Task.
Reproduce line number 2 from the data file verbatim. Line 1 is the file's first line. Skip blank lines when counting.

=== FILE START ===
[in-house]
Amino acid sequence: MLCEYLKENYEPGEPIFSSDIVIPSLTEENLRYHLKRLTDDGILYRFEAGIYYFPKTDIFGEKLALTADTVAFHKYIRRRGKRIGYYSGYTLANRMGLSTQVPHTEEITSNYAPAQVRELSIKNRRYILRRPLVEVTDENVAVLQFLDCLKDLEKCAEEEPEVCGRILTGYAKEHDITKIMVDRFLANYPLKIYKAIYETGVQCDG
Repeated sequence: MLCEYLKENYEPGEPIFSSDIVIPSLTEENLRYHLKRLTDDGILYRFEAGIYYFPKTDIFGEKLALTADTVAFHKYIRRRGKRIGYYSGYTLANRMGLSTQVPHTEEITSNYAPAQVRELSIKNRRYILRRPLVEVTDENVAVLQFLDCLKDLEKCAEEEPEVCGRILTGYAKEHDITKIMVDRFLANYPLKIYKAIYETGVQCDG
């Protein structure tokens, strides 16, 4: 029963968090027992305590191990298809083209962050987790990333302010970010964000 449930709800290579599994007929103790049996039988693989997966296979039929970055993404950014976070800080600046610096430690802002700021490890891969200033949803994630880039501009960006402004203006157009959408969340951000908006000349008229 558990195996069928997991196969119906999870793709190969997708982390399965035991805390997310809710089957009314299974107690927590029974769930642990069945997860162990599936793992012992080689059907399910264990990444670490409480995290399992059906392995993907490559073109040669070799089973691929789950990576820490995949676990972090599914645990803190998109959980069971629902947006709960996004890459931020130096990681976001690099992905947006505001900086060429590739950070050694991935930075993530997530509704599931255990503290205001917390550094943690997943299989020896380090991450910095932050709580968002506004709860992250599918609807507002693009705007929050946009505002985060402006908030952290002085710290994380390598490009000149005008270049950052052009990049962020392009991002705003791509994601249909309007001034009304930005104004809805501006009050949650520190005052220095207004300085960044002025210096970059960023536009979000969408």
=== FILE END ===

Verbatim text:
Amino acid sequence: MLCEYLKENYEPGEPIFSSDIVIPSLTEENLRYHLKRLTDDGILYRFEAGIYYFPKTDIFGEKLALTADTVAFHKYIRRRGKRIGYYSGYTLANRMGLSTQVPHTEEITSNYAPAQVRELSIKNRRYILRRPLVEVTDENVAVLQFLDCLKDLEKCAEEEPEVCGRILTGYAKEHDITKIMVDRFLANYPLKIYKAIYETGVQCDG